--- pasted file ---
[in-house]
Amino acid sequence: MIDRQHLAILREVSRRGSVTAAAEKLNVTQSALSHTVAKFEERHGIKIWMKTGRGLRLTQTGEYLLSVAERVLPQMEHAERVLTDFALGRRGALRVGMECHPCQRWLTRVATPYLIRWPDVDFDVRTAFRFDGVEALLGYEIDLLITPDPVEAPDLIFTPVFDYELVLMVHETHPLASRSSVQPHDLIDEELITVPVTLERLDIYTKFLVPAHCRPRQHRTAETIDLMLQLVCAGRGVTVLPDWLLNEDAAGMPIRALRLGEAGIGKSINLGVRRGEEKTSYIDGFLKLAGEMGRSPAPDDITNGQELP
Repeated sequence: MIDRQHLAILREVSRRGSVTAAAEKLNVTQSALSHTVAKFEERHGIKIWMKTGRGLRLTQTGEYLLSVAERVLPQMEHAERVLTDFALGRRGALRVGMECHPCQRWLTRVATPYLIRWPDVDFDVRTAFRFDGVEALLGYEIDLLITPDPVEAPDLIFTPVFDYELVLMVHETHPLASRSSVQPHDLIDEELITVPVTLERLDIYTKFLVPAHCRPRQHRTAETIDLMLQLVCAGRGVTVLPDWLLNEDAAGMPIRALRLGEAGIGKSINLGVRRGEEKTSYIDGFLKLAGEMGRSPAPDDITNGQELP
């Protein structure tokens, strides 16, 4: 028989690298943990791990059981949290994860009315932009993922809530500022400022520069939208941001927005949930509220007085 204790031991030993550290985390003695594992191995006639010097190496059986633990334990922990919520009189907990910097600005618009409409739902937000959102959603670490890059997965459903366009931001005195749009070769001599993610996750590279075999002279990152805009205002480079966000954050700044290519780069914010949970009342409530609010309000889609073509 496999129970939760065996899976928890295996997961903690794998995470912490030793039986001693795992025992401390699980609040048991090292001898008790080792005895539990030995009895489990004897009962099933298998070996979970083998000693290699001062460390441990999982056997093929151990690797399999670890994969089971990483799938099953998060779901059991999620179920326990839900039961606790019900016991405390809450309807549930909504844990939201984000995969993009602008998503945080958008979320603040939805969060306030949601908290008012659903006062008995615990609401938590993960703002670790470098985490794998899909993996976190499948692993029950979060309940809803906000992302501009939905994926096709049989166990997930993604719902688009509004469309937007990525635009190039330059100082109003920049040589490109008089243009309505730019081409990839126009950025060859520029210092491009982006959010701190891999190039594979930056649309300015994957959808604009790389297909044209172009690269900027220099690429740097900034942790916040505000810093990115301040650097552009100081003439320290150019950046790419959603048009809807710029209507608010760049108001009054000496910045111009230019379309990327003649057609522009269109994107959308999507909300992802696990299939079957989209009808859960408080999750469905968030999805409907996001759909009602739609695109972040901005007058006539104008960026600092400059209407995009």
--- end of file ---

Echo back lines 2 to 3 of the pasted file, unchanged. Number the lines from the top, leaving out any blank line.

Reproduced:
Amino acid sequence: MIDRQHLAILREVSRRGSVTAAAEKLNVTQSALSHTVAKFEERHGIKIWMKTGRGLRLTQTGEYLLSVAERVLPQMEHAERVLTDFALGRRGALRVGMECHPCQRWLTRVATPYLIRWPDVDFDVRTAFRFDGVEALLGYEIDLLITPDPVEAPDLIFTPVFDYELVLMVHETHPLASRSSVQPHDLIDEELITVPVTLERLDIYTKFLVPAHCRPRQHRTAETIDLMLQLVCAGRGVTVLPDWLLNEDAAGMPIRALRLGEAGIGKSINLGVRRGEEKTSYIDGFLKLAGEMGRSPAPDDITNGQELP
Repeated sequence: MIDRQHLAILREVSRRGSVTAAAEKLNVTQSALSHTVAKFEERHGIKIWMKTGRGLRLTQTGEYLLSVAERVLPQMEHAERVLTDFALGRRGALRVGMECHPCQRWLTRVATPYLIRWPDVDFDVRTAFRFDGVEALLGYEIDLLITPDPVEAPDLIFTPVFDYELVLMVHETHPLASRSSVQPHDLIDEELITVPVTLERLDIYTKFLVPAHCRPRQHRTAETIDLMLQLVCAGRGVTVLPDWLLNEDAAGMPIRALRLGEAGIGKSINLGVRRGEEKTSYIDGFLKLAGEMGRSPAPDDITNGQELP